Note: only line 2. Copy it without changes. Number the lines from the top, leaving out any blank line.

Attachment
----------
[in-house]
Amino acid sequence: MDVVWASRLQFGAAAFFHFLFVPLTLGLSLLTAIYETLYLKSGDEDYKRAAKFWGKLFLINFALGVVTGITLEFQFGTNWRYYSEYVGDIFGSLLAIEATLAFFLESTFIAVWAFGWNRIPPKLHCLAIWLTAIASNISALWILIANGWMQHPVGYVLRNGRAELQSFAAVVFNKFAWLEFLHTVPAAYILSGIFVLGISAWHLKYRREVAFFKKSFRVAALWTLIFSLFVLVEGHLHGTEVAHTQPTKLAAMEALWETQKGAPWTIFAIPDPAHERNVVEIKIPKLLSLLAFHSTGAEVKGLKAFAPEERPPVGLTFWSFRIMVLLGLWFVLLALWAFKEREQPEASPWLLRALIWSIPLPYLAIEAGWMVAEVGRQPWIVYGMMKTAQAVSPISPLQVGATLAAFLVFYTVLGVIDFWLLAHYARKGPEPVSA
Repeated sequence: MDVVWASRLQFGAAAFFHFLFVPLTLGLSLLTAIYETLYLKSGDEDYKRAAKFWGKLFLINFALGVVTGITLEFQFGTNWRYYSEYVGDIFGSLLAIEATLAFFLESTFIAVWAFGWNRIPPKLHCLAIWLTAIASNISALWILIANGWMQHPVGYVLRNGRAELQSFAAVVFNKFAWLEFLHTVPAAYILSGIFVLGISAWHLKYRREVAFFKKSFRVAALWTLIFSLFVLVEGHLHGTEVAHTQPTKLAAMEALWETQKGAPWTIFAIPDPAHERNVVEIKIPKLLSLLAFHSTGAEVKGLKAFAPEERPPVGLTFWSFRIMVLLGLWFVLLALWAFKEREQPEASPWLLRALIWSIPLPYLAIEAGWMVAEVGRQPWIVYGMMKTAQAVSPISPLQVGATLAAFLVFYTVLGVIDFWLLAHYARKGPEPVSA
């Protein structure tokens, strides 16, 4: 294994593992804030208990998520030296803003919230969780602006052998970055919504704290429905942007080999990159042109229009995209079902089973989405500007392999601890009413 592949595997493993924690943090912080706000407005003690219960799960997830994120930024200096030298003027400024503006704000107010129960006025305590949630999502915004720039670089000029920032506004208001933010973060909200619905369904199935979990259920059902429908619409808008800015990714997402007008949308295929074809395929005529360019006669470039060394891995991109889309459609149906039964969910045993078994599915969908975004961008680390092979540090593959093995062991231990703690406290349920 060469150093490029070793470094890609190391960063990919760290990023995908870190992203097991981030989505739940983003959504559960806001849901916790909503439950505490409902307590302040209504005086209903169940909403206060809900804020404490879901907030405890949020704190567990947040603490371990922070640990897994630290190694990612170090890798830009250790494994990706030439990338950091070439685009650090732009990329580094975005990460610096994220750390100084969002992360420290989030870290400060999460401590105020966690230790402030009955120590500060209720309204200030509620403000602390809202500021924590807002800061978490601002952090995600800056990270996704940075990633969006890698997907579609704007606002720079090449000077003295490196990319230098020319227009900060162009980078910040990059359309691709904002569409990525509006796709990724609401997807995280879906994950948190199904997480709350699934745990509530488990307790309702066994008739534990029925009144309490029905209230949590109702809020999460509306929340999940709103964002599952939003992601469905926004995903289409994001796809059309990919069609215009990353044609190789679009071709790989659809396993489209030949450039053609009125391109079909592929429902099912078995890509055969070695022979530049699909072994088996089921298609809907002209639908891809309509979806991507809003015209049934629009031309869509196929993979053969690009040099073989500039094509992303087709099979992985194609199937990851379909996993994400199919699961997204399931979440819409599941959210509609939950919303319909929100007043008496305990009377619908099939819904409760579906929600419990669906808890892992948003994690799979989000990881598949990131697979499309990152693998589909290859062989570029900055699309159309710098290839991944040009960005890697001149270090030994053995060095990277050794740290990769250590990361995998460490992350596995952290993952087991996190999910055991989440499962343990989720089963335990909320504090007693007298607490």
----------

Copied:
Amino acid sequence: MDVVWASRLQFGAAAFFHFLFVPLTLGLSLLTAIYETLYLKSGDEDYKRAAKFWGKLFLINFALGVVTGITLEFQFGTNWRYYSEYVGDIFGSLLAIEATLAFFLESTFIAVWAFGWNRIPPKLHCLAIWLTAIASNISALWILIANGWMQHPVGYVLRNGRAELQSFAAVVFNKFAWLEFLHTVPAAYILSGIFVLGISAWHLKYRREVAFFKKSFRVAALWTLIFSLFVLVEGHLHGTEVAHTQPTKLAAMEALWETQKGAPWTIFAIPDPAHERNVVEIKIPKLLSLLAFHSTGAEVKGLKAFAPEERPPVGLTFWSFRIMVLLGLWFVLLALWAFKEREQPEASPWLLRALIWSIPLPYLAIEAGWMVAEVGRQPWIVYGMMKTAQAVSPISPLQVGATLAAFLVFYTVLGVIDFWLLAHYARKGPEPVSA